Now, Khe spends his days being a kickass dad, suave surfer, and all-around rad dude. This is what he wants the successful version of, not being a Wall Street zombie.

All three of us, along with everyone else who’s chosen the path of a creator, will tell you the same thing:

Being a creator is full of uncertainty, doubt, and a constant struggle to get out of your own way. But it’s also full of freedom, creativity, and the ability to inspire others to build a fulfilling life on their terms.

Do we want the successful version of being a creator?

For me, at least, the answer is…fuck yes.


Final Thoughts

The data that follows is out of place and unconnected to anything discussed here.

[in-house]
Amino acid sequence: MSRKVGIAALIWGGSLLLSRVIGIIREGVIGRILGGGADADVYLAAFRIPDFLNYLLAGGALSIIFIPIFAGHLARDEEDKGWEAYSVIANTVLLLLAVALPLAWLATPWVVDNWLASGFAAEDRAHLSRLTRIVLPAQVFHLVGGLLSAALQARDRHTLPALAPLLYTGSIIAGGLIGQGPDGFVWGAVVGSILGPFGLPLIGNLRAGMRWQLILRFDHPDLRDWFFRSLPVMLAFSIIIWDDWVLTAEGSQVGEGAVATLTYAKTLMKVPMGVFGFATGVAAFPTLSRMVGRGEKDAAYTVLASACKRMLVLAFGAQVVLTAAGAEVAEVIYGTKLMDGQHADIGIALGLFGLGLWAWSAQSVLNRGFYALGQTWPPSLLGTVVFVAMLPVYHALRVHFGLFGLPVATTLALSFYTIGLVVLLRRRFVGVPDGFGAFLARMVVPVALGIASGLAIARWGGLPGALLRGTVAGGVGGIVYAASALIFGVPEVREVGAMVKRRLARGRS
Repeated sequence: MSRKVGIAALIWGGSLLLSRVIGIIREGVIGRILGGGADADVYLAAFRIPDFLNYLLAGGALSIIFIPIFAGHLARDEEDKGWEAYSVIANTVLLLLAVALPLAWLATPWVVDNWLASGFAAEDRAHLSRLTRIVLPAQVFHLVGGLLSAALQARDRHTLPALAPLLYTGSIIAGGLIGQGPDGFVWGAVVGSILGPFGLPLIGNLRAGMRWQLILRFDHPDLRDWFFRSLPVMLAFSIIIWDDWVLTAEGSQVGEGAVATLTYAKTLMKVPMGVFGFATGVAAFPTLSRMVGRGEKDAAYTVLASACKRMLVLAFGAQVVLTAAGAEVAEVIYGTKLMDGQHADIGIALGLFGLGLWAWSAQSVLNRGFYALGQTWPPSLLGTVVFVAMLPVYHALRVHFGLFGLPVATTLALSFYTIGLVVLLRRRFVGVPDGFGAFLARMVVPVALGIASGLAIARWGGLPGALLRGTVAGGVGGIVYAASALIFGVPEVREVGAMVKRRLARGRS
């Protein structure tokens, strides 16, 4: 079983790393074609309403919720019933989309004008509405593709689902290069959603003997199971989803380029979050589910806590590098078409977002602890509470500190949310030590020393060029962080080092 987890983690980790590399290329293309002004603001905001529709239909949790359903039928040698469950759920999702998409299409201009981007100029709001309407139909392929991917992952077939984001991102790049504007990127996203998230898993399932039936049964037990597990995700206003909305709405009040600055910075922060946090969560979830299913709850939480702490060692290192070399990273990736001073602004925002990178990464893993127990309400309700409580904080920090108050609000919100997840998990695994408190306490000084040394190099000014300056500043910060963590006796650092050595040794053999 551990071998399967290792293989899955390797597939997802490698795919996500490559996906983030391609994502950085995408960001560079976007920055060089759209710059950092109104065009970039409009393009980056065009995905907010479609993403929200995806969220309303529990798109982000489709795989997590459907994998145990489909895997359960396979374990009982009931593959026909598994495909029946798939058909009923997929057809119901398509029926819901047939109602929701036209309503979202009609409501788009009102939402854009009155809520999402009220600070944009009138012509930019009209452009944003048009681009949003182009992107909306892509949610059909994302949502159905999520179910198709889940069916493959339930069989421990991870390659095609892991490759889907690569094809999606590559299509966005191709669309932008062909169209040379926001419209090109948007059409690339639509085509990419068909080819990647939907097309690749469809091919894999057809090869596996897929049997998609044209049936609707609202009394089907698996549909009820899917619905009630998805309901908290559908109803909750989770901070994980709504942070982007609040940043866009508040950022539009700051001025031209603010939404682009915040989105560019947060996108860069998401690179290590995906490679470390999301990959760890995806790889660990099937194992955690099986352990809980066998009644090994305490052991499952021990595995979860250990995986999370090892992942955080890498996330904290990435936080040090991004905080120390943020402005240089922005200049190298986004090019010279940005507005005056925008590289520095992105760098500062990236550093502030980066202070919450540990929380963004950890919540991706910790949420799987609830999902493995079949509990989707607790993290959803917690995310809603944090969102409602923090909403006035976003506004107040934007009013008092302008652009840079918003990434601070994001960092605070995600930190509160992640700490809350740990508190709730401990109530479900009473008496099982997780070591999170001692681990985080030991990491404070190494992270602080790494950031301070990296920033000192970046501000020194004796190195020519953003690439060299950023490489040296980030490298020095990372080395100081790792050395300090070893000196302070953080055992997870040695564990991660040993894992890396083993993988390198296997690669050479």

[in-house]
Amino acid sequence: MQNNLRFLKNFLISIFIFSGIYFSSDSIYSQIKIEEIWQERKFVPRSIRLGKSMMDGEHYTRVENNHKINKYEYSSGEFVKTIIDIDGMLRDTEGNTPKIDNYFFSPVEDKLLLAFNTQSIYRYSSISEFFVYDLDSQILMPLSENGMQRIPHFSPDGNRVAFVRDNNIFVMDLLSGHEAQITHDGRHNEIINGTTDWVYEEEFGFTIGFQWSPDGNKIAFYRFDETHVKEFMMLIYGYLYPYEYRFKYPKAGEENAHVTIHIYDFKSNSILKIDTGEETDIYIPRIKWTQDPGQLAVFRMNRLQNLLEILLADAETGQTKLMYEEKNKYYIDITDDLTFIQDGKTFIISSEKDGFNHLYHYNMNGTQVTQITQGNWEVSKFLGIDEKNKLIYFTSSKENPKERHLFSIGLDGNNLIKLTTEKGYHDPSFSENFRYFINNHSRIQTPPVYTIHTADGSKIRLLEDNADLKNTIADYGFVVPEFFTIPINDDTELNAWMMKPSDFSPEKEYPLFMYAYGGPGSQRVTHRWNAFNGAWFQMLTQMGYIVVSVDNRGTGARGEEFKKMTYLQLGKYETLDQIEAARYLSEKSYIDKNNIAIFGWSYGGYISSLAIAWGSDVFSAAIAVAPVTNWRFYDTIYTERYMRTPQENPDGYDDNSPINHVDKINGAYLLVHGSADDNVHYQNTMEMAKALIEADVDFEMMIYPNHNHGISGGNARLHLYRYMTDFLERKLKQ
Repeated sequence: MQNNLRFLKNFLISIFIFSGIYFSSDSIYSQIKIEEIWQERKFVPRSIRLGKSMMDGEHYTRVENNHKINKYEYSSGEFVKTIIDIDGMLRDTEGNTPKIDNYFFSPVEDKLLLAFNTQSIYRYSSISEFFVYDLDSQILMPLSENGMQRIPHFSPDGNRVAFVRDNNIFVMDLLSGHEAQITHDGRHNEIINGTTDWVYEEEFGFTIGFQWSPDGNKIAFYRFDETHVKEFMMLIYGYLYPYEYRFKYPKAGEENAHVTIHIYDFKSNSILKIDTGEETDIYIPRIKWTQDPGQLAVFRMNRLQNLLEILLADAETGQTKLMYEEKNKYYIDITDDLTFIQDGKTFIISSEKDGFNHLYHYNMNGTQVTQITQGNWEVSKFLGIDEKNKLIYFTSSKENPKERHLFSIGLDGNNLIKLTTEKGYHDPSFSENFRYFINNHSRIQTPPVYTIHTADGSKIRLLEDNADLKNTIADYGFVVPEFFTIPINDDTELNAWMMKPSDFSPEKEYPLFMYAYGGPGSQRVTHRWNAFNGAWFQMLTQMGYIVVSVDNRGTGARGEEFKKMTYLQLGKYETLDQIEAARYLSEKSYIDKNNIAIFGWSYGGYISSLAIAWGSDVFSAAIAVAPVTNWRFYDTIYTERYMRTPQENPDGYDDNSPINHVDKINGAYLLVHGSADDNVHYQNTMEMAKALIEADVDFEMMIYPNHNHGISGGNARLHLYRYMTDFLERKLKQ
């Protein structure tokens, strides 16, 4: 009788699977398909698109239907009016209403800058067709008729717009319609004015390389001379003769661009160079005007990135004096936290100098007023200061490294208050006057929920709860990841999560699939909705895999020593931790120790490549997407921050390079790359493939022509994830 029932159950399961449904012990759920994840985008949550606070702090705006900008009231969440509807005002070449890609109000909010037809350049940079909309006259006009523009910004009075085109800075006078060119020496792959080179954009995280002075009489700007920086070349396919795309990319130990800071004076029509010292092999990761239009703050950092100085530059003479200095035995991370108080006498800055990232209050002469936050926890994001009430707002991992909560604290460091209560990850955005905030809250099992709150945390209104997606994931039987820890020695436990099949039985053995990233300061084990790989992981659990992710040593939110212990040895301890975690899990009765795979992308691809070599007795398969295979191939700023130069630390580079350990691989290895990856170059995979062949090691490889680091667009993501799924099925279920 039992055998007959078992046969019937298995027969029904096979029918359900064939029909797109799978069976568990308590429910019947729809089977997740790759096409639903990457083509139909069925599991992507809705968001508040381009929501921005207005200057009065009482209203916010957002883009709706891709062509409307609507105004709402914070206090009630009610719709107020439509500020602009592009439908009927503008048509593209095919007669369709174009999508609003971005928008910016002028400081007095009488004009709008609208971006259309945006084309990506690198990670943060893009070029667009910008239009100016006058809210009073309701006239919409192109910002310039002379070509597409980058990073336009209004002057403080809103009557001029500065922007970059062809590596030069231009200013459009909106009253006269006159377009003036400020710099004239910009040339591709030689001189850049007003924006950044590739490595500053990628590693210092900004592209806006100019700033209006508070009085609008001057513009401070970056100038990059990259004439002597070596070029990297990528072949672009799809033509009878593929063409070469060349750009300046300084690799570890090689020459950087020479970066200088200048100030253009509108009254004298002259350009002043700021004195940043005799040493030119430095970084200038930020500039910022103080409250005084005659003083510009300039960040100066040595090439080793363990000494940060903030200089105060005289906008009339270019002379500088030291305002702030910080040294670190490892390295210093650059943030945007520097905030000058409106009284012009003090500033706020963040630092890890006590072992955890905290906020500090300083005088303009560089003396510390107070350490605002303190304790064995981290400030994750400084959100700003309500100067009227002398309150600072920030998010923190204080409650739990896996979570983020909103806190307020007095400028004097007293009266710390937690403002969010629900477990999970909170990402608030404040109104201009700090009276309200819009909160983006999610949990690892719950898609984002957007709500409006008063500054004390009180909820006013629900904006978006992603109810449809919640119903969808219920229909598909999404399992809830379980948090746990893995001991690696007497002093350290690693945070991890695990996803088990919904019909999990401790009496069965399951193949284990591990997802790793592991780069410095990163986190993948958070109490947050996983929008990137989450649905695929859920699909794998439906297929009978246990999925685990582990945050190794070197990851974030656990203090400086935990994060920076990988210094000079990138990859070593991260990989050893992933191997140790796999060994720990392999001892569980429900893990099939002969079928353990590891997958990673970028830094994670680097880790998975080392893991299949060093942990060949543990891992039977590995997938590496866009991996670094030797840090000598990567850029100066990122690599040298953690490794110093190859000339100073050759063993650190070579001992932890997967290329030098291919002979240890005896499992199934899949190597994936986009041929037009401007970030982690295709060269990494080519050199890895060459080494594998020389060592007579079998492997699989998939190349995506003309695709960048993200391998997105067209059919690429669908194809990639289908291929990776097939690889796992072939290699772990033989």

Success isn’t a static, isolated state.

Success is an ever-evolving, multifaceted, complex interconnectedness of deep existential identity issues, interpersonal dynamics, and constantly reconsidering and renegotiating the balance between “enough” and “more.”

Which is why each of us has to decide what success we actually want to achieve.

  • It doesn’t matter how long you’ve dedicated to a specific life/career path. You’re under no obligation to stay on it.
  • It doesn’t matter how big your paycheck is if it costs your soul.
  • It doesn’t matter if everyone around you criticizes your decision, if none of them have a life you’d gladly trade places with.

You—and only you—get to decide what success means to you, what success you actually want to achieve, and what success you want to avoid.

Because success has two costs—the price we pay to achieve it, and the price we pay after achieving it.

So be sure you actually want the successful version of whatever it is you’re pursuing.

Because you just might get it—and you don’t want Buyer’s Remorse.